So, what to do? How do we prevent these cracks from springing up like a mad crocodile, swallowing up items on your to do list? Well, if anyone tells you that they have a silver bullet that will prevent anything you are responsible for from ever falling through the cracks again, run, don’t walk away from them. Because that is never going to happen. But read on, because, while we can’t be perfect, and can’t commit to being completely responsive all the time, and can’t guarantee that nothing will EVER fall through the cracks again, there are some things I can share with you that will help. In fact, there are FIVE tactics we can employ to fight the fissure monster and prevent him from swallowing your credibility and reputation. I have used these tactics successfully over a 40 year career, spanning multiple industries, cultures, and geographies. Here they are:

  1. Develop a System for Dealing with Received Requests, Emails, etc.
    I’m not going to solve ALL of your REQUEST and COMMITMENT problems today (After all, I have to leave SOME things for future blog posts, you know?). Requests do come at us from many sources, such as Support Forums, FAQ sites, phone calls, formal escalation and request systems and applications, in person, and even snail mail. But for me, the vast majority of requests and potential for things dropping through the cracks, come to my email inbox. So, that’s what I’m going to concentrate on here.The system I use to manage the onslaught of emails is called Inbox Zero, and I have to admit, I am a confirmed zealot. I learned it from watching and reading Merlin Mann’s videos and material, including the stuff at 43 Folders. In fact, I so much believe in this philosophy, that I developed a course on it, teach it on line, and have even delivered it to my entire staff. I’m about to deliver this material at a Lunch and Learn for our entire department soon. Check Inbox Zero out via the links above. Though the principles behind Inbox Zero are way too much detail to get into here, the point is, you need a system so that your inbox doesn’t overflow to the point where cracks consume the things you need to do.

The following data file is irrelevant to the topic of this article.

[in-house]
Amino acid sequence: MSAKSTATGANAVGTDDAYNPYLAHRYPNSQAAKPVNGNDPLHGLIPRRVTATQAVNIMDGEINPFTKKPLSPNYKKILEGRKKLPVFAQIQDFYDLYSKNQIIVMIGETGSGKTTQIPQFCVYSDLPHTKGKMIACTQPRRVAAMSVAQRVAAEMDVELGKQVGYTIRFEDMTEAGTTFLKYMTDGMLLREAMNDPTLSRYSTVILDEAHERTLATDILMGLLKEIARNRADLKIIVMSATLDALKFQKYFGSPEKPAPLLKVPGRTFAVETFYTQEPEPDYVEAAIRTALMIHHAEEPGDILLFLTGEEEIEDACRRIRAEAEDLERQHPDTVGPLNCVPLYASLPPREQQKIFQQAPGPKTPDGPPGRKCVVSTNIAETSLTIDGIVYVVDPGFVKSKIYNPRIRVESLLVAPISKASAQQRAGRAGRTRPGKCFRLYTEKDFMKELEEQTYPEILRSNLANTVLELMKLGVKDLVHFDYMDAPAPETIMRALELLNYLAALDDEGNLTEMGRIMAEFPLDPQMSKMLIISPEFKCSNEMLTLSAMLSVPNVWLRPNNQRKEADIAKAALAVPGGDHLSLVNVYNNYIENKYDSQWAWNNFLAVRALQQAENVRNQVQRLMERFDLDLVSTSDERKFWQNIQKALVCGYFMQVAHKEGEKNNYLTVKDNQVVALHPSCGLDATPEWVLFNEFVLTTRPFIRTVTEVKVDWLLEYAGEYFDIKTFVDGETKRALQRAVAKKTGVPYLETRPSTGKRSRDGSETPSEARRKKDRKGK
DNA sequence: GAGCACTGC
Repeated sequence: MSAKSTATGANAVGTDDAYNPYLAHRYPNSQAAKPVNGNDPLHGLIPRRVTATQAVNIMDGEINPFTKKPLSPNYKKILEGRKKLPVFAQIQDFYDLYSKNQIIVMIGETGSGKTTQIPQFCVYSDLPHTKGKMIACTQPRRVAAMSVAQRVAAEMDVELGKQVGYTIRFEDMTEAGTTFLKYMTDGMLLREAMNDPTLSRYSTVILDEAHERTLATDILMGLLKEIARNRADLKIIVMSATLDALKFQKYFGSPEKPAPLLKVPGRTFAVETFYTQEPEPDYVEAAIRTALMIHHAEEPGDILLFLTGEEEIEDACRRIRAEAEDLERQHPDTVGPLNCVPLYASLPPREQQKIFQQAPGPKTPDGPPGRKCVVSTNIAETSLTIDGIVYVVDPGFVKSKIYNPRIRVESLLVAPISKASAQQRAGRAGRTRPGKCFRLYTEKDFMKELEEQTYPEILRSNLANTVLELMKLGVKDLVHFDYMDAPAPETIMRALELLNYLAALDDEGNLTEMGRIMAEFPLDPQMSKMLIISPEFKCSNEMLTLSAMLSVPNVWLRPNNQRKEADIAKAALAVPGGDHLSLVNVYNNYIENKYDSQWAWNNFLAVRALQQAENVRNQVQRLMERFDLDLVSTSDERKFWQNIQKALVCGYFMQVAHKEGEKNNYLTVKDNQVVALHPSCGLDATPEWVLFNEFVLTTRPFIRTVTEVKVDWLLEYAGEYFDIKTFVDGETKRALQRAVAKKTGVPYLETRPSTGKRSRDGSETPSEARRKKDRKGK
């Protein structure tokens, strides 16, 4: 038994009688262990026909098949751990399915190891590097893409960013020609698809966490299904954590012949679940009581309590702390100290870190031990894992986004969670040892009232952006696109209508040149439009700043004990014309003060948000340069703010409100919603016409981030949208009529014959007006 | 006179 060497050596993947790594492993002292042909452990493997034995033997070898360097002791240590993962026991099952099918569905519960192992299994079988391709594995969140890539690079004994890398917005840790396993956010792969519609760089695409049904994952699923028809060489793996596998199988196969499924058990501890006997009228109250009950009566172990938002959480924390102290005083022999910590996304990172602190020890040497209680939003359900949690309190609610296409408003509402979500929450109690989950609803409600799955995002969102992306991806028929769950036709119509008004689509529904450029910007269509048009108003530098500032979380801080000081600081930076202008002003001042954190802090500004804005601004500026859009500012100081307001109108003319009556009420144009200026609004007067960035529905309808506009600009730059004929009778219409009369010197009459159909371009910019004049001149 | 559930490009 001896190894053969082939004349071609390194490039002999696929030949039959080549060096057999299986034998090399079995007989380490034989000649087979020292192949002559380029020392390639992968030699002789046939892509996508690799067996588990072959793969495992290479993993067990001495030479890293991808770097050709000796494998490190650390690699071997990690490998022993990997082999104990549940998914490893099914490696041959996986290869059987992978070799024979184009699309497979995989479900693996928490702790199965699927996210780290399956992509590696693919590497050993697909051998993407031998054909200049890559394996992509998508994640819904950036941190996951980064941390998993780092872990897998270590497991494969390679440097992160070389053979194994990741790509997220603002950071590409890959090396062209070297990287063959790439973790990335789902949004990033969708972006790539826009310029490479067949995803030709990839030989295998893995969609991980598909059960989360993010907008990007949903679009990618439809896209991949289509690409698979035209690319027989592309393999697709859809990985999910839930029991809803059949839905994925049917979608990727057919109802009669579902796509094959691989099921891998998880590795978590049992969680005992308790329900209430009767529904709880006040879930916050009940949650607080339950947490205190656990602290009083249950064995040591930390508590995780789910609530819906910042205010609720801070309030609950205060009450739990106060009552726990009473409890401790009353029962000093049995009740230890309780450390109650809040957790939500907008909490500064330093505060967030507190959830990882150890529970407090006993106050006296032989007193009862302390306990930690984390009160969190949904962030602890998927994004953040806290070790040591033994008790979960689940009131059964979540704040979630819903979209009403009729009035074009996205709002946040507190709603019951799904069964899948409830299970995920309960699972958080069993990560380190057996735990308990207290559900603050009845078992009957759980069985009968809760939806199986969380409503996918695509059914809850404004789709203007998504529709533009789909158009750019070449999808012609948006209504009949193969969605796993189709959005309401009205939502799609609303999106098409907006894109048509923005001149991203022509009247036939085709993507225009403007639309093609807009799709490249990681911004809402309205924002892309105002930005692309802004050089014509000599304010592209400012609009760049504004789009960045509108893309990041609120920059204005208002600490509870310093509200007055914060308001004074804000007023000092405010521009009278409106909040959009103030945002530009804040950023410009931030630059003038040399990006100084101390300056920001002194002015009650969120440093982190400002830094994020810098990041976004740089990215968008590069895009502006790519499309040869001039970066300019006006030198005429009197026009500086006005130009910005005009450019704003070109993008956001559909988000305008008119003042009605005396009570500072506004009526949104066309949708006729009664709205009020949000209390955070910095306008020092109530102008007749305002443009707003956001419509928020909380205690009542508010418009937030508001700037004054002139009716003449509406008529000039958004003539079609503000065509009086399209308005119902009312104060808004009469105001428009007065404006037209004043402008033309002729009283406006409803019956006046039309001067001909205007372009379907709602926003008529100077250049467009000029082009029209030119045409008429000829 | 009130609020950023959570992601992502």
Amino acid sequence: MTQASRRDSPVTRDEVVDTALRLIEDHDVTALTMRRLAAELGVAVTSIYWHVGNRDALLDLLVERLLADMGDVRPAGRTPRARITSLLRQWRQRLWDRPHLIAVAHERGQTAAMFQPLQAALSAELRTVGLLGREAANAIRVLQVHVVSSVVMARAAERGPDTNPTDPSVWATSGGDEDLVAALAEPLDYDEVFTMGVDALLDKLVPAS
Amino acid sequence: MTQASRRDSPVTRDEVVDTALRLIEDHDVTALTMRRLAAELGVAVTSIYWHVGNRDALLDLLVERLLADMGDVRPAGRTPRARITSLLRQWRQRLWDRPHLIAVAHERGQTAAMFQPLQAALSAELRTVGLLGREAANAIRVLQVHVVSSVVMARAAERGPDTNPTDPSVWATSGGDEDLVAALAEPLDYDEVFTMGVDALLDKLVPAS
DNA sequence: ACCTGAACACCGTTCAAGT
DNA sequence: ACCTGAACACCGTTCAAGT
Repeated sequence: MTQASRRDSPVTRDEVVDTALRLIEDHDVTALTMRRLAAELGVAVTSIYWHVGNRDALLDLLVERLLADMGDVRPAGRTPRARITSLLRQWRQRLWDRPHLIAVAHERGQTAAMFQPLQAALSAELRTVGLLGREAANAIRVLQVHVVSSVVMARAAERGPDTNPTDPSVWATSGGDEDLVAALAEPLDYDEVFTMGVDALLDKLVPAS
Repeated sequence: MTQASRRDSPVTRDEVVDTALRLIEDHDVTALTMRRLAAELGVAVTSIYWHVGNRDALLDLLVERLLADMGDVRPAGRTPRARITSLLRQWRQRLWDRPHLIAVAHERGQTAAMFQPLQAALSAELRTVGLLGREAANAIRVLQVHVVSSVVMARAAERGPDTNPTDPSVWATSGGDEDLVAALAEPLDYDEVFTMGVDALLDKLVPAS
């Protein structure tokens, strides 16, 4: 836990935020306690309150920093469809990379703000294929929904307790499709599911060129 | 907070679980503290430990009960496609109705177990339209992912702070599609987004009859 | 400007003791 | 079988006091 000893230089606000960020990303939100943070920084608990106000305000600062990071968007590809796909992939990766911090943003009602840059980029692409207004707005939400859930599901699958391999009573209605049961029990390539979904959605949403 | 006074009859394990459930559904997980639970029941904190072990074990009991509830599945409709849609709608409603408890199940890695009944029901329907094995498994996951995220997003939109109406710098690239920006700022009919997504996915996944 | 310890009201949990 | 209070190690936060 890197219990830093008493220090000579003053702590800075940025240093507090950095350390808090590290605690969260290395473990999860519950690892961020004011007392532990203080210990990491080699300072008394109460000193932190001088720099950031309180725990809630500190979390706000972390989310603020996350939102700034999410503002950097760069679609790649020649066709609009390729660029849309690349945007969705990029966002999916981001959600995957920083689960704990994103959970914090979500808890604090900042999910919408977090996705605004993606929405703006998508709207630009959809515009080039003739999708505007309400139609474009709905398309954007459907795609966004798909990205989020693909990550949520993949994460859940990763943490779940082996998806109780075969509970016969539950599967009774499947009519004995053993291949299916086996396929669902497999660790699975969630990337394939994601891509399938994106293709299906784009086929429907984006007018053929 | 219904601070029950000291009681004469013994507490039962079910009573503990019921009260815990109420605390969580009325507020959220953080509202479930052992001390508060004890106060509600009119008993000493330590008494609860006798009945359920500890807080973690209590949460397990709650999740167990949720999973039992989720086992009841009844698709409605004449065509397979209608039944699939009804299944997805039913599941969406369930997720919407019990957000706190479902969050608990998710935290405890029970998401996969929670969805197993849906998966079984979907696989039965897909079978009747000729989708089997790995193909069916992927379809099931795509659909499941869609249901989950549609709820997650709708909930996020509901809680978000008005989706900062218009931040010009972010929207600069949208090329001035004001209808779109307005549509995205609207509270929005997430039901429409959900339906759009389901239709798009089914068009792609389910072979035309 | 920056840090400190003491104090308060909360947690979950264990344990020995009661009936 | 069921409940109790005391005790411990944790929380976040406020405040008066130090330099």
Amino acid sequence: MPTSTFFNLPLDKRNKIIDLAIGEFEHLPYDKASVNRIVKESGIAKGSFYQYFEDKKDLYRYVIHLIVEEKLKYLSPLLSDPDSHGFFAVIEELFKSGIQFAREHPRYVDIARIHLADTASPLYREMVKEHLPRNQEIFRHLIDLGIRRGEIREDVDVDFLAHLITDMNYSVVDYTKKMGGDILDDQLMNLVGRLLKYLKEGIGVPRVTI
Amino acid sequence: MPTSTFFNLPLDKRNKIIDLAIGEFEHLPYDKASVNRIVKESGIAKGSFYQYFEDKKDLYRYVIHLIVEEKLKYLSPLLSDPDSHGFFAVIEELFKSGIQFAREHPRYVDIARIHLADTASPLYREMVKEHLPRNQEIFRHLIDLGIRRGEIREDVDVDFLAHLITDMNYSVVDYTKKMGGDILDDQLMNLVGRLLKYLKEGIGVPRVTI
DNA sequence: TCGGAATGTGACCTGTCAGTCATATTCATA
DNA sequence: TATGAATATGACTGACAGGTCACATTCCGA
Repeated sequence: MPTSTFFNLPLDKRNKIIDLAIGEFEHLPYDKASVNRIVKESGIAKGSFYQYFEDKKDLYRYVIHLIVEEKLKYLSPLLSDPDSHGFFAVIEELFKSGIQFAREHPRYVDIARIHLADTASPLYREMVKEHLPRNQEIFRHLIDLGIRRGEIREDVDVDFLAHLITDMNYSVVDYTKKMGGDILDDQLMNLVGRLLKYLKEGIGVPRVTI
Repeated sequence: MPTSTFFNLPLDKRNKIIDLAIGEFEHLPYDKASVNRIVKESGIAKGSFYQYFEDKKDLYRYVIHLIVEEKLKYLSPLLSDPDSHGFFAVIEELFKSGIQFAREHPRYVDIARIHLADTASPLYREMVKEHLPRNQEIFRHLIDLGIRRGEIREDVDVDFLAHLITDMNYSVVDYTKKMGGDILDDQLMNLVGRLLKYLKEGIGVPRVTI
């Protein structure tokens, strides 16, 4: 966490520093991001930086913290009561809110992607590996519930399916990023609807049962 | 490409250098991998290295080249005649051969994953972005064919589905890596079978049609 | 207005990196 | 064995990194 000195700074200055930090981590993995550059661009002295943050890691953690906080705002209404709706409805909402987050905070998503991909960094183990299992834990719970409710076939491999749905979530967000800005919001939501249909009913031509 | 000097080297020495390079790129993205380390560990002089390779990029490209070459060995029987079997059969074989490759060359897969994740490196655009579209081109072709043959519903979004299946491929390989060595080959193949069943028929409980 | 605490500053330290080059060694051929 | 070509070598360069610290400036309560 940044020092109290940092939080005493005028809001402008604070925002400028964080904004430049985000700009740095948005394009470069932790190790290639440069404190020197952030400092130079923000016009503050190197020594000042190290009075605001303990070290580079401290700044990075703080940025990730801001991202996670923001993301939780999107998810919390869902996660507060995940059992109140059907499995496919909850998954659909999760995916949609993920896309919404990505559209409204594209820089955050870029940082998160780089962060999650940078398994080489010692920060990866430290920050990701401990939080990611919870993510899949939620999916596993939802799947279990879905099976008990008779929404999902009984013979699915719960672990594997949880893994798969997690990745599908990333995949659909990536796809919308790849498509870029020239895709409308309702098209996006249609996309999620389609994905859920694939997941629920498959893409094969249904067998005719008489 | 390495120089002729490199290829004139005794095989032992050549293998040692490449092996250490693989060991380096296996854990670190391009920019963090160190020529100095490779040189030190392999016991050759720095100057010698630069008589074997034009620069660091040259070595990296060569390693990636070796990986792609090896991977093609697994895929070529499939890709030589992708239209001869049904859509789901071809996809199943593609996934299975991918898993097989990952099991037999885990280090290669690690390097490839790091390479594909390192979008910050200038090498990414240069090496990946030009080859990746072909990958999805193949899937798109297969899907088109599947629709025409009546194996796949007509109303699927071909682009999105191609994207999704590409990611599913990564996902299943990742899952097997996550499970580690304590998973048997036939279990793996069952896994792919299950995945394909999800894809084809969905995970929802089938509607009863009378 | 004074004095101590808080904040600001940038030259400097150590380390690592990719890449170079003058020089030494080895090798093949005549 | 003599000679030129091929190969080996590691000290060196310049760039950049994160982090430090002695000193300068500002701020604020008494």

2. Put in Place a Simple Follow Up System – Track Yourself and Others
    Well, this is what it is all about isn’t it? Following Up and Following Through. I advocate strongly the use of simple systems for everything. It may seem obvious, but, I think it’s worth restating. If something isn’t simple, and if you can’t make it part of your everyday life, you won’t use it. And if you won’t use it, it won’t work. So a simple system to follow up on things you need to do, so they won’t fall through the cracks, is essential. I create an email folder that I just happen to call “Waiting For”, then create a simple rule (it’s an Outlook Rule since my primary email system is Outlook). The rule allows me to add my email address in the BCC: line for any email I either originate, or reply to, and when I press SEND, a copy of the email gets deposited in that “Waiting For” folder. Daily, sometimes several times per day, I will scan that folder looking for things that need to be followed up on. Sometimes, the “Waiting For” action is complete when someone sends me a response or handles a task I may have delegated to them. Sometimes, I have competed the task myself. Either way, once the work I was “Waiting For” is complete, and the original commitment I made is fulfilled, I delete the email in that “Waiting For” folder, and I am done. Simple as that. You can get more elaborate if you wish, but, remember, my rule is, the simpler the better. As long as that folder does not get too big, and I am disciplined enough to scan it at least once a day for the status of things I am “Waiting For”, life is good.
  3. Create and Utilize “Templates” for Standard Responses
    This one is rather straightforward. There are things you do in the course of fulfilling requests, answering questions, and meeting people’s expectations that are repetitive in nature. For these, I use a standard template; a word document, spreadsheet, email, etc., and I pull that out of my file folder, and use it to respond to an email, or a request, simply by filling out the template that already has a lot of standard repetitive information on it, and I’m good to go. Why re-invent the wheel, right?
  4. Institutionalize Use of Methodical Calendar Planning for Work to be Done